Ringworm often starts as a little red bump, then turns into a raised red round or oval ring over the next few days. However, not all round skin lesions are ringworm. How can you tell the difference? Ringworm usually shows up as only one or two lesions, whereas other round rashes (like eczema or a harmless one called pityriasis rosea) cover more ground.

Treating ringworm on the body requires applying an antifungal cream twice a day, often for two to three weeks. The fungi extend beyond the visible lesion, so be sure to apply it liberally. When ringworm affects the scalp, oral medication is the only way to get rid of it.

7. Why does my child repeat words?

Learning any new skill requires repetition. As they parrot the same words over and over, young children are figuring out how to speak, which requires coordinating dozens of muscles in the mouth and face, and matching words with their meanings. Any language that includes the words to, too, two, and toot is going to require some repeating!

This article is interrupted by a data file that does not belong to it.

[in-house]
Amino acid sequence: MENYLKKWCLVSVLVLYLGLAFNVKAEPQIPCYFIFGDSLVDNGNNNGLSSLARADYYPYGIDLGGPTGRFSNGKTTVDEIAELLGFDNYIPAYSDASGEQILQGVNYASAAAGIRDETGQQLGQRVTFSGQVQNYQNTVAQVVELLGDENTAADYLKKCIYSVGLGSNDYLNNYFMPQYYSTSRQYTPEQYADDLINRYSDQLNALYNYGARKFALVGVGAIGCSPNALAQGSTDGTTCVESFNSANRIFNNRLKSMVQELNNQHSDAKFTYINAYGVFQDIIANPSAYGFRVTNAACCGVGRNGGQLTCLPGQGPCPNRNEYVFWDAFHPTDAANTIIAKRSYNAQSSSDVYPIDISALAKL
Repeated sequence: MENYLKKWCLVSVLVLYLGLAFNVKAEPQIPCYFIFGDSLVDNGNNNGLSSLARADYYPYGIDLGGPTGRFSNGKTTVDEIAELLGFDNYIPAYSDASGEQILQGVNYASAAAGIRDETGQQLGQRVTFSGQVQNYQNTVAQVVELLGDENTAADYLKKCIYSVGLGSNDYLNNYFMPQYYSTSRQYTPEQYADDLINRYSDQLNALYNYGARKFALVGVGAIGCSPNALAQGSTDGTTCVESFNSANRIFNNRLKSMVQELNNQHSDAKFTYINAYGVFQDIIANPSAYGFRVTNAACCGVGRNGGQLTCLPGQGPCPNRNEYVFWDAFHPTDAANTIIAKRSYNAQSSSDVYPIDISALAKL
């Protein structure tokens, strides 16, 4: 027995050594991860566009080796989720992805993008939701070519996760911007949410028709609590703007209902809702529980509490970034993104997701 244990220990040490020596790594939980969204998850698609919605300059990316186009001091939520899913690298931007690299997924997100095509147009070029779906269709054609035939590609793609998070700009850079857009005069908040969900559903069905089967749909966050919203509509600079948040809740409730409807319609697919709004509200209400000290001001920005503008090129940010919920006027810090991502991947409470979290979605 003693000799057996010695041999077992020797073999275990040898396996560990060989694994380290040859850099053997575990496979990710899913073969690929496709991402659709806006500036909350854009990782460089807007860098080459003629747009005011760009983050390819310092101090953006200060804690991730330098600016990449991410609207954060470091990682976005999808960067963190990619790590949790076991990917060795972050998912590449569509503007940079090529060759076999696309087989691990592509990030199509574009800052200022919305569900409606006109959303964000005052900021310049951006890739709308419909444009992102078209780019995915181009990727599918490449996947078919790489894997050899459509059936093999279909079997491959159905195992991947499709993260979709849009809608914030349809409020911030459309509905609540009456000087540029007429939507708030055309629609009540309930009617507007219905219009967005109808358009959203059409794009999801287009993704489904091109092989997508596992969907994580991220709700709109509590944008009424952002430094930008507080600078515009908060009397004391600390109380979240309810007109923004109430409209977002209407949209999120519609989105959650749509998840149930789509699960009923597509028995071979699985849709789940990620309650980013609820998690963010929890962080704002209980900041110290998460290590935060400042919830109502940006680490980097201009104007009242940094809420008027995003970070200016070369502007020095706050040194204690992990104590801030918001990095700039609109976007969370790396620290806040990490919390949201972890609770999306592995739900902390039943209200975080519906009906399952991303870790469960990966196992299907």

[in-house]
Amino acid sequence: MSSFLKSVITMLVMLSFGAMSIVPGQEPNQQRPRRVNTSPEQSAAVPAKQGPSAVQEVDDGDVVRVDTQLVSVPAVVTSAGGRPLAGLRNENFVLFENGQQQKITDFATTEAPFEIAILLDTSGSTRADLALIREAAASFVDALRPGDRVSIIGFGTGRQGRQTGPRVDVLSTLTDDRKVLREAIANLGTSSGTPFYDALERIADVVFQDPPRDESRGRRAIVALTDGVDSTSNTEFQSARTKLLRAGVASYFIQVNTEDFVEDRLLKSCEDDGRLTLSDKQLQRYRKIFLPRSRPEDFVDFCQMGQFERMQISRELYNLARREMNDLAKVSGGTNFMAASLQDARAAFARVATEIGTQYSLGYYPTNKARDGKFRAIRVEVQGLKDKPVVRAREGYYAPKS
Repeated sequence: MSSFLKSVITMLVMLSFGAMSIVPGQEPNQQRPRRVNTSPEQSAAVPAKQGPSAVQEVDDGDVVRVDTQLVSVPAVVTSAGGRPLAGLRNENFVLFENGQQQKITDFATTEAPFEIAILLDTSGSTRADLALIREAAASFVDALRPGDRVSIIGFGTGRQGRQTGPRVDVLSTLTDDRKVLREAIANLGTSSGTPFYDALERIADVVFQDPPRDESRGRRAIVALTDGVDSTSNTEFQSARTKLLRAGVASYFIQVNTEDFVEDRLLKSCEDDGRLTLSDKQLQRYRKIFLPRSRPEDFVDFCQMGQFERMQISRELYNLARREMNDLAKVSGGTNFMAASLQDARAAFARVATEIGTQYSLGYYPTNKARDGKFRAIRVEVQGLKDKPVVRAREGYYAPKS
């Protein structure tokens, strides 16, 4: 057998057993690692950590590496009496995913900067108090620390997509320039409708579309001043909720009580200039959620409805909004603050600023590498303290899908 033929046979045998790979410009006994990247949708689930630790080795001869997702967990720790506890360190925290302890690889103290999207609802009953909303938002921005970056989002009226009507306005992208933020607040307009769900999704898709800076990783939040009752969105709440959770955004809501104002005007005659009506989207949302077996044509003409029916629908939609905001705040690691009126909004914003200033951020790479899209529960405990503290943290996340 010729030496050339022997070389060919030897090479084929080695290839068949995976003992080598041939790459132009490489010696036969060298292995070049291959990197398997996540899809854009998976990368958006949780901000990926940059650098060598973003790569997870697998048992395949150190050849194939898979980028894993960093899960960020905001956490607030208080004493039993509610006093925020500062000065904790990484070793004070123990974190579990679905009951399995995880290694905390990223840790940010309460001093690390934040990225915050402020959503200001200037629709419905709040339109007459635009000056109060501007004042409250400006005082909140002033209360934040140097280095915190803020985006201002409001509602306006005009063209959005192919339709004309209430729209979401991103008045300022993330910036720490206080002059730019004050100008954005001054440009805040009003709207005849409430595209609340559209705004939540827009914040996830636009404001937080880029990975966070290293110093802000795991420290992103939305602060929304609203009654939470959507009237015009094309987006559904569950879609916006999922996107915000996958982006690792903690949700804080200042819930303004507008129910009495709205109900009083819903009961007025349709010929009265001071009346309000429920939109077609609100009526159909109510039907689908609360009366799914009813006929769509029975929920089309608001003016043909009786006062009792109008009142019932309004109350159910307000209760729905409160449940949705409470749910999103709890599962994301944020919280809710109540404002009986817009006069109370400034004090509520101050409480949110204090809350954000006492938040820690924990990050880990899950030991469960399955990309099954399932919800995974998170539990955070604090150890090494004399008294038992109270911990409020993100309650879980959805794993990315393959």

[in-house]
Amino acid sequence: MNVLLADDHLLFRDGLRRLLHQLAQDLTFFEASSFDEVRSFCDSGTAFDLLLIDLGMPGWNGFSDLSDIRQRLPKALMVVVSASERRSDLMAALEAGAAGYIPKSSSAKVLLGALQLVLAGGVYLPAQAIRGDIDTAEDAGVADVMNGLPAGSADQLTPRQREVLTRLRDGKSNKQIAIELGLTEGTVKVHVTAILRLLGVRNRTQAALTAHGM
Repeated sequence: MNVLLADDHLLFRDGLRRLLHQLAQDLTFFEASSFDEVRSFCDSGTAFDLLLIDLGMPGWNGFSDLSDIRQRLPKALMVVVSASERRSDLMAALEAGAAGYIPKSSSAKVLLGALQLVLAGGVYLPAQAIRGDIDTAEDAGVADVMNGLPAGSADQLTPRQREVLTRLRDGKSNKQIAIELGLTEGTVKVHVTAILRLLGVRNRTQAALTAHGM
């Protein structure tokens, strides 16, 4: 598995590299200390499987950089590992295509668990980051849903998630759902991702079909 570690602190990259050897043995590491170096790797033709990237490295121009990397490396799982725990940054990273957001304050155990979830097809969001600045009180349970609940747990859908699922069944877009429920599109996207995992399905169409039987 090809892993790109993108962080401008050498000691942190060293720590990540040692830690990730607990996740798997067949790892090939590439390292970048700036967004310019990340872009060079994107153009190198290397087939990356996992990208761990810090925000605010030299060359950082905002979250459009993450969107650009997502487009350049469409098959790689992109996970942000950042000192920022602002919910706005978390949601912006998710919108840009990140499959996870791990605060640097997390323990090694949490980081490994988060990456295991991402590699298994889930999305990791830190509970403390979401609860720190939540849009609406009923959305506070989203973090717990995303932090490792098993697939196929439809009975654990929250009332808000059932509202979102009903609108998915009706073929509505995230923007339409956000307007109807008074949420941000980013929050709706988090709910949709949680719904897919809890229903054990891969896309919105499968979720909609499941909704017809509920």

Toddlers often repeat phrases of two or three words (“Daddy go bye-bye”). Preschoolers may seem to stutter, beginning a sentence or a phrase a few times in a row as their brain processes what should come next. A child who repeats whole phrases without seeming to understand their meaning, on the other hand, may be demonstrating echolalia, a symptom of autism. If this habit is combined with other types of developmental delays, talk to your pediatrician about getting your child further evaluation.

8. Why does my child pee the bed?

The number-one reason: He’s normal. Since 15 percent of children still wet their bed at age 6, pediatricians rarely address bedwetting before this age. Kids who haven’t had six months of dry nights are often simply very deep sleepers who don’t wake up when their bladder is full. They may also make more urine than average at night or have a smaller-than-average bladder. Genes play a huge role: Kids whose parents wet the bed after age 6 are likely to stop at around the same age their parents did.